Photo: Redleg Nation Staff
Cincinnati Reds second baseman Jonathan India was picked as one of the four best bounce-back candidates by Eno Sarris of The Athletic. Two years ago saw India win the National League’s Rookie of the Year Award. During the 2021 season he hit 34 doubles, 2 triples, crushed 21 home runs, and hit .269/.376/.459 while going 12-for-15 in stolen base attempts. Last year, though, he only played in 103 games and saw his offensive production drop as he hit just .249/.327/.378.
Just looking at the two seasons it’s easier to see where some of the differences came from. India walked significantly less often in 2022 than he had in 2021. His 11.3% walk rate in his rookie season was above the league average, while his 7.2% walk rate in 2022 was below the league average. Not that he struck out a lot in 2021 – his rate of contact was better than average – but he did strike out slightly less in 2022 than he did in his rookie year. The amount of power he hit for dropped off in a big way, too. His isolated power (SLG-AVG) was .190 as a rookie, but was just .130 last season. Toss in that his BABIP dropped from .326 to .305 and you can see how things worked out for a drop off in performance.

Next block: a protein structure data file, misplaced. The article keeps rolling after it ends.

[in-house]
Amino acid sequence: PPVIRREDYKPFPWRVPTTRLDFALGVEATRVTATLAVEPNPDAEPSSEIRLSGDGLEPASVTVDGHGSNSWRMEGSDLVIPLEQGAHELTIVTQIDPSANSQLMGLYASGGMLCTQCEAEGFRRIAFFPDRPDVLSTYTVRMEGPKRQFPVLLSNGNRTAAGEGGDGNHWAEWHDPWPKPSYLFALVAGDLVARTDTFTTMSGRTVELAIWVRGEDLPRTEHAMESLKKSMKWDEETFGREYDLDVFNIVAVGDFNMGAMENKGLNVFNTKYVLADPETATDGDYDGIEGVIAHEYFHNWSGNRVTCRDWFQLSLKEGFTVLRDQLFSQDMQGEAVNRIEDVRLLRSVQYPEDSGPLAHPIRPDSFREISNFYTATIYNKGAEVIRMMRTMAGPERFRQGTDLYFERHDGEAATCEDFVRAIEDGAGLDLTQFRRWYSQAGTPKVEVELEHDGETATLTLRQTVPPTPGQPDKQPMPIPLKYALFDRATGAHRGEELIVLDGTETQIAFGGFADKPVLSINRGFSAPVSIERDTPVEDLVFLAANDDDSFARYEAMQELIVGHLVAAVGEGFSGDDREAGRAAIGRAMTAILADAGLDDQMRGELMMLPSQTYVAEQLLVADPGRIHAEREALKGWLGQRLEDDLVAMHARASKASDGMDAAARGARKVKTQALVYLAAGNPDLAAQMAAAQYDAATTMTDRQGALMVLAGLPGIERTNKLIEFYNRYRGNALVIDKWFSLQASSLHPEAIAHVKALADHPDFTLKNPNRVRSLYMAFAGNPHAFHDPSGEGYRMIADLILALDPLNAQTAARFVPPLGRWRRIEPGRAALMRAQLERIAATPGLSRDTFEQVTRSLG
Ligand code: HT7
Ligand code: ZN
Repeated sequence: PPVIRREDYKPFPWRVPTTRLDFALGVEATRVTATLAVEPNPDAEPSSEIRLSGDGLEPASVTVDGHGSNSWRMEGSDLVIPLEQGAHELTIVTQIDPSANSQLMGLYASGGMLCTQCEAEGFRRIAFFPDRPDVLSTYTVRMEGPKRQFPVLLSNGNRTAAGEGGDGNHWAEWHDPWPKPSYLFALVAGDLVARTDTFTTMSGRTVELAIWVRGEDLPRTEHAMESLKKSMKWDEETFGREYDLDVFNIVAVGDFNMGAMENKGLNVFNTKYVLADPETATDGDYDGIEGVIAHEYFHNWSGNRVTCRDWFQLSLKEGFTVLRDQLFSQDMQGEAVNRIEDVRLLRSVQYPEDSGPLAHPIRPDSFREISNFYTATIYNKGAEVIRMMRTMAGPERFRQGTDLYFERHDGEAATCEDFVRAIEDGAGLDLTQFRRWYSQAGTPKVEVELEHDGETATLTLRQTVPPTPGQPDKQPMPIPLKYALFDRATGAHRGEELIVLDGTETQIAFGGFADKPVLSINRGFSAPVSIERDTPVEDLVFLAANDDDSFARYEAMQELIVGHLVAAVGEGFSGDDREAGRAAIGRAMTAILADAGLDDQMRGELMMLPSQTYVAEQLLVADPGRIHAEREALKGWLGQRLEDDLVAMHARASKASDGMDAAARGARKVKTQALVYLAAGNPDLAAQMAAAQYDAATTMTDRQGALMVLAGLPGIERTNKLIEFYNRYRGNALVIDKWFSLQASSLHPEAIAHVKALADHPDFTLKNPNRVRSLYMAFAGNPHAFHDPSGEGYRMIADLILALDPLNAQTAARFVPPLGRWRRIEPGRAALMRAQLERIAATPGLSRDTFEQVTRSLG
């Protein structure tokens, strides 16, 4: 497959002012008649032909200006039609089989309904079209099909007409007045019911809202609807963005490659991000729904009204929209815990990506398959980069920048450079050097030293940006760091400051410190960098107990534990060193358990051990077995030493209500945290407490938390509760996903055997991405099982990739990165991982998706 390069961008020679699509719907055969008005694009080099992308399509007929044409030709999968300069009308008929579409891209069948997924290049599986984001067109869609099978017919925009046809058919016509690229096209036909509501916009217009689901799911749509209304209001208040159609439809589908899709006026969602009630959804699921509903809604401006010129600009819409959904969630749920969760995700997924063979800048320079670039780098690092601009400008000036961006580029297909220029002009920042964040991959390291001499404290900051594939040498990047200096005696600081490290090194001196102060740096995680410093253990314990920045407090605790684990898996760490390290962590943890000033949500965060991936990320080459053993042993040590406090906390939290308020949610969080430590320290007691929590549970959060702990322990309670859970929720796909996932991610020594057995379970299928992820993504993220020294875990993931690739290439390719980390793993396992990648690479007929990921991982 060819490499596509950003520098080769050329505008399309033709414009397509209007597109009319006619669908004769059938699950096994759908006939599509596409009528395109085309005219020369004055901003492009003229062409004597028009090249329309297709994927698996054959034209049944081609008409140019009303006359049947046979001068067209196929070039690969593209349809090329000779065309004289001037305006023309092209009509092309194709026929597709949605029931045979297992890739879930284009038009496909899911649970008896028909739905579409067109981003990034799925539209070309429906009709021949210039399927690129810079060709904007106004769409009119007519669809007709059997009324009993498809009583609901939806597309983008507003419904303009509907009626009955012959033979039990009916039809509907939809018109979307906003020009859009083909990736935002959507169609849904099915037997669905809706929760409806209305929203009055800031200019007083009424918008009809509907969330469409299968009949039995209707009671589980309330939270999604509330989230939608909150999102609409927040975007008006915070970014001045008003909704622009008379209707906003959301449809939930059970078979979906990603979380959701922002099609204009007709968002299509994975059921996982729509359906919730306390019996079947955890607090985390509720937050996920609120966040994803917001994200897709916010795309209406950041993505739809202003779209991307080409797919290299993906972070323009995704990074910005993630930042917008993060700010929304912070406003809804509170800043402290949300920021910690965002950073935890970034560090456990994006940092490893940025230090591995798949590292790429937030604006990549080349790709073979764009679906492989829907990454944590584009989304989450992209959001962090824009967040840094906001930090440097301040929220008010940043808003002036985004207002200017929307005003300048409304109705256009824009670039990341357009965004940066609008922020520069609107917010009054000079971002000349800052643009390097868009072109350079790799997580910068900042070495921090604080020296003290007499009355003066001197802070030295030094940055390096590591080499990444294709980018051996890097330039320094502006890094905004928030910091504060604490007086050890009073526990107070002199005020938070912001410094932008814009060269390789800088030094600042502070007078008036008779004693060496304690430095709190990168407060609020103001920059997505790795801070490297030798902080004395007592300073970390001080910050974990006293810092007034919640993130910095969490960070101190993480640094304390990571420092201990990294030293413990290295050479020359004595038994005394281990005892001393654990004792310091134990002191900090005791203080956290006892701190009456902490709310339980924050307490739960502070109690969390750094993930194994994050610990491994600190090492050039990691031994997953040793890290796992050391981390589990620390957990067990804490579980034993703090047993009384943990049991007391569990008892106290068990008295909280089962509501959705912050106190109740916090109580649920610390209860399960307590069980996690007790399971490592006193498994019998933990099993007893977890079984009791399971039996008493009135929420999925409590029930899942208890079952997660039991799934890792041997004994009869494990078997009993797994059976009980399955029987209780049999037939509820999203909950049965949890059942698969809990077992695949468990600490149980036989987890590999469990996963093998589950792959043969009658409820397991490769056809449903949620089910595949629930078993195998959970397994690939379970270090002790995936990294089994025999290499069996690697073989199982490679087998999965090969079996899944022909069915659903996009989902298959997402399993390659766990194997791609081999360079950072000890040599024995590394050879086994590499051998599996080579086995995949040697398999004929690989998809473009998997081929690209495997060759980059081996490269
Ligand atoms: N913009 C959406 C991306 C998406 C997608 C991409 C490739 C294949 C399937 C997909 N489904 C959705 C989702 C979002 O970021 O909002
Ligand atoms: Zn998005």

So the question we need to ask is what would lead one to believe that Jonathan India can get back to where he was – or even improve upon – as a rookie? The first place to look is health. In late April of 2022 India found himself on the injured list with a hamstring injury. He would miss the next six weeks before returning to the Reds. Later in the summer he would be hit by a pitch in the leg during the Field of Dreams game. Following the game he was flown to a local hospital over the concerns of the swelling in his leg. India turned out to be ok, but he missed a few days and as Sarris notes in his article, when he returned he had lost plenty of speed the rest of the season.
Now, with all of that said, if you’ve been paying attention over the last two seasons you’ve likely picked up on the fact that you almost have to physically pull India from the field. He’s tough and he’s going to try and play through just about anything. Still, it’s not as if that was limited to just 2022. He played through some things in 2021, too, and he performed very well.
During the second half of the season his walk and strikeout rates were much better than they were in the first half. If he can carry forward that 10% walk rate (above-average) and a 20% strikeout rate (above-average contact rate), that will be a nice place to start. Getting back some of the power he showed as a rookie would be the other big factor in play. Having two different leg injuries in 2022 probably sapped some of the power and if he’s healthy after some offseason rest that could help him get back in the swing of things. Pun intended.